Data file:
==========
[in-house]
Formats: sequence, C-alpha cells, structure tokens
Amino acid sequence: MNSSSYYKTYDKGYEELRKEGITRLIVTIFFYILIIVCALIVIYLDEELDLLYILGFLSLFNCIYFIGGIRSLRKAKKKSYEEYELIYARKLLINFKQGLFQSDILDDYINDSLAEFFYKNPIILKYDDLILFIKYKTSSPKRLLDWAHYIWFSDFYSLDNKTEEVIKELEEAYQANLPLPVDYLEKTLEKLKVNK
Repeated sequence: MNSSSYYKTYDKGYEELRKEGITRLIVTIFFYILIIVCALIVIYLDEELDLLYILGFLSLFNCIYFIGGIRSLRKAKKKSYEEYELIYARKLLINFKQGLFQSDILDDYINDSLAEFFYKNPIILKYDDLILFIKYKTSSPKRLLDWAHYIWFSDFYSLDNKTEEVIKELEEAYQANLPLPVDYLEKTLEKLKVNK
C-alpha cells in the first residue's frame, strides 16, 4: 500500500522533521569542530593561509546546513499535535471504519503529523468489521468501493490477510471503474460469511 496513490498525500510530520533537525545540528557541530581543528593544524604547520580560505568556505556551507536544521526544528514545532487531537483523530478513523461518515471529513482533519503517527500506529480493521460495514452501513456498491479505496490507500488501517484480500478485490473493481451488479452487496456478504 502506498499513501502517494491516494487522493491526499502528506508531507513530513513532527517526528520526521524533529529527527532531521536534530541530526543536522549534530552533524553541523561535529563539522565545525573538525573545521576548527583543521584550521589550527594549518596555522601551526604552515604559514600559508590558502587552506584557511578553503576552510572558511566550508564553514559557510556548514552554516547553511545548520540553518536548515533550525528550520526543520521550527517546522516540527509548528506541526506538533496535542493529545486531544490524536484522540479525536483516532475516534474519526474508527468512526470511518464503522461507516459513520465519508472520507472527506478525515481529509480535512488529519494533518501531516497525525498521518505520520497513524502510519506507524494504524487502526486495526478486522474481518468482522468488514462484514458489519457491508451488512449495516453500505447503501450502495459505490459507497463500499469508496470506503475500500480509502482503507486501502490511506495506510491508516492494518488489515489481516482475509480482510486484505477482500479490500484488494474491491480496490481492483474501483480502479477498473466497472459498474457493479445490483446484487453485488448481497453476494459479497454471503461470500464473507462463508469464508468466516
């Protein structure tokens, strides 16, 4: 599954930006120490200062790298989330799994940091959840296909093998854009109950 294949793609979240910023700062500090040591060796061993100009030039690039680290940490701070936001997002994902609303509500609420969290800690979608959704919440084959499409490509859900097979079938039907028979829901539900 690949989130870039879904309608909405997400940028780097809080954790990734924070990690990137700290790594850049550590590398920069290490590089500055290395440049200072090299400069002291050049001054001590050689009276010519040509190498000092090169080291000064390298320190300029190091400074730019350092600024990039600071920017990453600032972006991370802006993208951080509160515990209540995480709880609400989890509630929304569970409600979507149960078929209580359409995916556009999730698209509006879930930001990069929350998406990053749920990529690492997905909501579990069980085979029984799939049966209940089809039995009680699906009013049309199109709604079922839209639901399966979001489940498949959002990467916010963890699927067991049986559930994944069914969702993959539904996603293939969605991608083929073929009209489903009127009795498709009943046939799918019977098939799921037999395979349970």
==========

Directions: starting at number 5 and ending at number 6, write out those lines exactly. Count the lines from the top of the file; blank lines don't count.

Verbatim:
C-alpha cells in the first residue's frame, strides 16, 4: 500500500522533521569542530593561509546546513499535535471504519503529523468489521468501493490477510471503474460469511 496513490498525500510530520533537525545540528557541530581543528593544524604547520580560505568556505556551507536544521526544528514545532487531537483523530478513523461518515471529513482533519503517527500506529480493521460495514452501513456498491479505496490507500488501517484480500478485490473493481451488479452487496456478504 502506498499513501502517494491516494487522493491526499502528506508531507513530513513532527517526528520526521524533529529527527532531521536534530541530526543536522549534530552533524553541523561535529563539522565545525573538525573545521576548527583543521584550521589550527594549518596555522601551526604552515604559514600559508590558502587552506584557511578553503576552510572558511566550508564553514559557510556548514552554516547553511545548520540553518536548515533550525528550520526543520521550527517546522516540527509548528506541526506538533496535542493529545486531544490524536484522540479525536483516532475516534474519526474508527468512526470511518464503522461507516459513520465519508472520507472527506478525515481529509480535512488529519494533518501531516497525525498521518505520520497513524502510519506507524494504524487502526486495526478486522474481518468482522468488514462484514458489519457491508451488512449495516453500505447503501450502495459505490459507497463500499469508496470506503475500500480509502482503507486501502490511506495506510491508516492494518488489515489481516482475509480482510486484505477482500479490500484488494474491491480496490481492483474501483480502479477498473466497472459498474457493479445490483446484487453485488448481497453476494459479497454471503461470500464473507462463508469464508468466516
């Protein structure tokens, strides 16, 4: 599954930006120490200062790298989330799994940091959840296909093998854009109950 294949793609979240910023700062500090040591060796061993100009030039690039680290940490701070936001997002994902609303509500609420969290800690979608959704919440084959499409490509859900097979079938039907028979829901539900 690949989130870039879904309608909405997400940028780097809080954790990734924070990690990137700290790594850049550590590398920069290490590089500055290395440049200072090299400069002291050049001054001590050689009276010519040509190498000092090169080291000064390298320190300029190091400074730019350092600024990039600071920017990453600032972006991370802006993208951080509160515990209540995480709880609400989890509630929304569970409600979507149960078929209580359409995916556009999730698209509006879930930001990069929350998406990053749920990529690492997905909501579990069980085979029984799939049966209940089809039995009680699906009013049309199109709604079922839209639901399966979001489940498949959002990467916010963890699927067991049986559930994944069914969702993959539904996603293939969605991608083929073929009209489903009127009795498709009943046939799918019977098939799921037999395979349970």